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Friday, December 1, 2017

The importance of Standley Lake

The importance of Standley Lake

Not only is Standley Lake one of the city’s great recreational assets, but it is a vital water storage reservoir.

Westminster’s water from snow pack is stored in Standley Lake, which was built in the early 1900s, and was enlarged in 1967. Standley Lake holds about
14 billion gallons of water, which is the equivalent of filling the Denver Broncos’ football field with water over eight miles high.

While Westminster owns about half of the water in Standley Lake when full, the Farmers Reservoir and Irrigation Company and the cities of Thornton and
Northglenn share the rest for agricultural and municipal uses.

When the lake is full, the city has about one full year of water supply storage. That water lasts more than one year since even in the worst drought year, new water still flows into the lake. The primary purpose of Standley Lake is as a reservoir, so it is normal for the height of the lake to go up and down over the year as it fills more in the spring and releases water throughout the year.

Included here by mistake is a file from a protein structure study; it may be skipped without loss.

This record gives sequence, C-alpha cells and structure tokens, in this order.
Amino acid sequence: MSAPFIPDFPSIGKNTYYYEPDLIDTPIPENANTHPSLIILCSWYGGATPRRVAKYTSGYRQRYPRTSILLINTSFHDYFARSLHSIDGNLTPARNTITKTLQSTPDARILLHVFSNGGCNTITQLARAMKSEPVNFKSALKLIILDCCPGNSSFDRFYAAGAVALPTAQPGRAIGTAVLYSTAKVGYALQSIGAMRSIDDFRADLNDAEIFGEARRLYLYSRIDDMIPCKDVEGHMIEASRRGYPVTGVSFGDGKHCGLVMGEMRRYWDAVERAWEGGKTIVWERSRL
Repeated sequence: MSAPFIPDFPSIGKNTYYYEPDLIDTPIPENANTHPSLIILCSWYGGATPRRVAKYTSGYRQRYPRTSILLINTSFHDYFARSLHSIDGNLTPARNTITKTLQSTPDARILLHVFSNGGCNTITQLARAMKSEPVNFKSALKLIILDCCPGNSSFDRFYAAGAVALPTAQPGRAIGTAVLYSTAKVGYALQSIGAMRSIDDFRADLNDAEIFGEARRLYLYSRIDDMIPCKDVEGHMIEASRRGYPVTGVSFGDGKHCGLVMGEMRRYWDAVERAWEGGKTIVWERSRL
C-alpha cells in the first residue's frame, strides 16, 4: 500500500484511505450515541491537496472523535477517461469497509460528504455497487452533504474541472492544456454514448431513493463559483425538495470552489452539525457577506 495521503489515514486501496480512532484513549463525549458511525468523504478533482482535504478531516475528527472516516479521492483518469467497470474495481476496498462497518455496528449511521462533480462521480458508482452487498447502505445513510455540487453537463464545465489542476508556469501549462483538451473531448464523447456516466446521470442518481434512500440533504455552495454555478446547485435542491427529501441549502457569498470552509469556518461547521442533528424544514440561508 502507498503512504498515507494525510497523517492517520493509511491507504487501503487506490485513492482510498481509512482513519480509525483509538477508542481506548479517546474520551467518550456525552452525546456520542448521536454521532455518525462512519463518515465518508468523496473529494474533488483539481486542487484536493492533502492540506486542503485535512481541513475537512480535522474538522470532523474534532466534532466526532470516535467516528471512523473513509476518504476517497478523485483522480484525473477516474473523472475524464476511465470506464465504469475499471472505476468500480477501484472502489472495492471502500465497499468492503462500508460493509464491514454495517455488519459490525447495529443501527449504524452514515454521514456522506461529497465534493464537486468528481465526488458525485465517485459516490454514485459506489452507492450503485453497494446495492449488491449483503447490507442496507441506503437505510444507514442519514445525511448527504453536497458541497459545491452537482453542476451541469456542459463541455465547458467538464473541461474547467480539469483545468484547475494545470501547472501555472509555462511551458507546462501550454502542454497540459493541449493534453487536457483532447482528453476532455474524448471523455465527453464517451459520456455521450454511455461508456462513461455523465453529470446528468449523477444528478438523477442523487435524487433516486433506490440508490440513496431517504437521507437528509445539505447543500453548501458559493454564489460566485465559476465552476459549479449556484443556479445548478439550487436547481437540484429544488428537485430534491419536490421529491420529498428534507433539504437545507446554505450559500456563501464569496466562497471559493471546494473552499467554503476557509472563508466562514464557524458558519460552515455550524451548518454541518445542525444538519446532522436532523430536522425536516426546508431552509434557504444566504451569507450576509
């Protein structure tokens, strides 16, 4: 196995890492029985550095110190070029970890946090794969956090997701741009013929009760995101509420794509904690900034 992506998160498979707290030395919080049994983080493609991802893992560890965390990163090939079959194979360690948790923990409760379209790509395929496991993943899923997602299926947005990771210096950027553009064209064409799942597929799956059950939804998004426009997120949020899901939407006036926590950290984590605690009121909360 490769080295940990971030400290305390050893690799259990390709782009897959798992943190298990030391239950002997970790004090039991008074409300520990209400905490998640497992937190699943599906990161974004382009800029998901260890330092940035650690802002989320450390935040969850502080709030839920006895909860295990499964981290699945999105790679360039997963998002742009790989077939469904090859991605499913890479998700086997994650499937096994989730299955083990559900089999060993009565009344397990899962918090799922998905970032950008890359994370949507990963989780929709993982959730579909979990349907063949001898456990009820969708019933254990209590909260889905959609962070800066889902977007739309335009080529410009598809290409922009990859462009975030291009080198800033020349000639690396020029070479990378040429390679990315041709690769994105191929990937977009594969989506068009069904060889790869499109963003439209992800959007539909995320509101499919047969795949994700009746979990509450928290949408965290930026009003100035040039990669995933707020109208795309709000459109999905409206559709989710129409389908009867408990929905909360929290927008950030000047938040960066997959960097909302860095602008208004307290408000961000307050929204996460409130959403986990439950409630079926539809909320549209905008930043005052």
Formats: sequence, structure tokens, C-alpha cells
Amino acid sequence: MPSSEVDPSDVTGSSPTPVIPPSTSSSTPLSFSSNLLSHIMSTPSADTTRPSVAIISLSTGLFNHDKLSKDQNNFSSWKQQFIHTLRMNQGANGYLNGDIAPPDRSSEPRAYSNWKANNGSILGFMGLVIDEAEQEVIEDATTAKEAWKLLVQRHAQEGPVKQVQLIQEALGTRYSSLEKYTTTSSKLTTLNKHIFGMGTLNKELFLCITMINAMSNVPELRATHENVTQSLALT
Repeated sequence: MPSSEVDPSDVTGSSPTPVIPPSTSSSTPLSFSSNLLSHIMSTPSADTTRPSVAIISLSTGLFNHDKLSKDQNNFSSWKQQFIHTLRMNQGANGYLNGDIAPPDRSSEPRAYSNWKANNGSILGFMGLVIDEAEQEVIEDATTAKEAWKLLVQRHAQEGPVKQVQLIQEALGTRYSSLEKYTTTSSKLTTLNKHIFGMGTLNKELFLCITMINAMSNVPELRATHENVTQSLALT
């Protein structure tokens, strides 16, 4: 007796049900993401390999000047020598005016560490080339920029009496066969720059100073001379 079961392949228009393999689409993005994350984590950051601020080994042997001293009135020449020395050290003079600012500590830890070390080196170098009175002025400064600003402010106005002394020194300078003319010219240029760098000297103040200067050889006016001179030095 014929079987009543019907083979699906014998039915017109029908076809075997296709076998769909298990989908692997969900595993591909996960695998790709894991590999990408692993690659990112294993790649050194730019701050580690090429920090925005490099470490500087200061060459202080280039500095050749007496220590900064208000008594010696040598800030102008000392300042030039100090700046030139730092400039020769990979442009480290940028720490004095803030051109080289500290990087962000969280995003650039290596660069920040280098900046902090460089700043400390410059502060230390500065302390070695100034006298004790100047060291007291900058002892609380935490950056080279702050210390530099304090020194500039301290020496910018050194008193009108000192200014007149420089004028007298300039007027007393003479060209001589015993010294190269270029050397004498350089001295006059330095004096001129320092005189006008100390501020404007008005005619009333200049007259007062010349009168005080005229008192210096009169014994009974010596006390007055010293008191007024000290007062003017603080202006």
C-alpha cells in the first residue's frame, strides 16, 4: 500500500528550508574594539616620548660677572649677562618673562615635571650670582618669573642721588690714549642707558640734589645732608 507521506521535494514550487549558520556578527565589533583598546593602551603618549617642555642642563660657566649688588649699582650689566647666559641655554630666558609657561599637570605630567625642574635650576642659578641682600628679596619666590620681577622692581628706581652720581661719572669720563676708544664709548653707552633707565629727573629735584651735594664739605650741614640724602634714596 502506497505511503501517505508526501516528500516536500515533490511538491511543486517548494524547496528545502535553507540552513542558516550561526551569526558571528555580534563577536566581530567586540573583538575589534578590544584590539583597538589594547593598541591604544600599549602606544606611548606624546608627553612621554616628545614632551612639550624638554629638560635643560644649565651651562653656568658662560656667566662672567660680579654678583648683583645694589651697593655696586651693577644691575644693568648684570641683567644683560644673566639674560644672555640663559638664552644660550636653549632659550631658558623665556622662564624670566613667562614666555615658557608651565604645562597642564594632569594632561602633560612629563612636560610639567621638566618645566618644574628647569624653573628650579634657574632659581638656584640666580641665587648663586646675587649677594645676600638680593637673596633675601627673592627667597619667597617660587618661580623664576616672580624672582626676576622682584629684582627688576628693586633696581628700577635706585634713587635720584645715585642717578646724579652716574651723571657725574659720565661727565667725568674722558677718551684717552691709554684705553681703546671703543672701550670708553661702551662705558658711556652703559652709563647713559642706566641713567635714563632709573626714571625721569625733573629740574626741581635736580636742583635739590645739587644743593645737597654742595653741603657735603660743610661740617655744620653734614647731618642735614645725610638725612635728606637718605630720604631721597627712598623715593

Water quality in the lake is the city’s highest priority. To keep the water clean, the city can turn off the intake when needed. This is only done for emergency situations, such as when there’s a gasoline spill or a mine blow-out upstream in Clear Creek. Staff also perform water tests year round using permanent testing buoys and a pontoon boat. The city is so concerned about water quality that it invested in wastewater plant upgrades for cities in the Clear Creek watershed upstream of Standley to ensure the highest quality of water entering the lake.

This key part of the city’s drinking water system is also a regional recreational asset. In the 2,000 acres of open space around the lake, you can see an amazing variety of wild animals. Prairie dogs, coyotes, deer, beavers and even an occasional moose! Bird watchers can observe many water birds including white pelicans, great blue herons, western grebes, cormorants,gulls, Canada goose and mallard ducks. One of the park's most famous residents for over 20 years is a pair of nesting bald eagles. During the summer, they can be seen fishing in the lake. During the winter, when the lake freezes over, they can be seen hunting on the ice. Some of the other birds of prey, or raptors, seen at the park include great horned owls, Swainson's hawks, prairie falcons and red-tailed hawks.

Though it looks like a park, Standley Lake is one of the jewels in Westminster’s water infrastructure. Being able to maintain high water quality and adequate water storage has allowed Westminster to maximize its ability to get the most out of the water rights the city owns.

(Photo Courtesy Rachel Algra)

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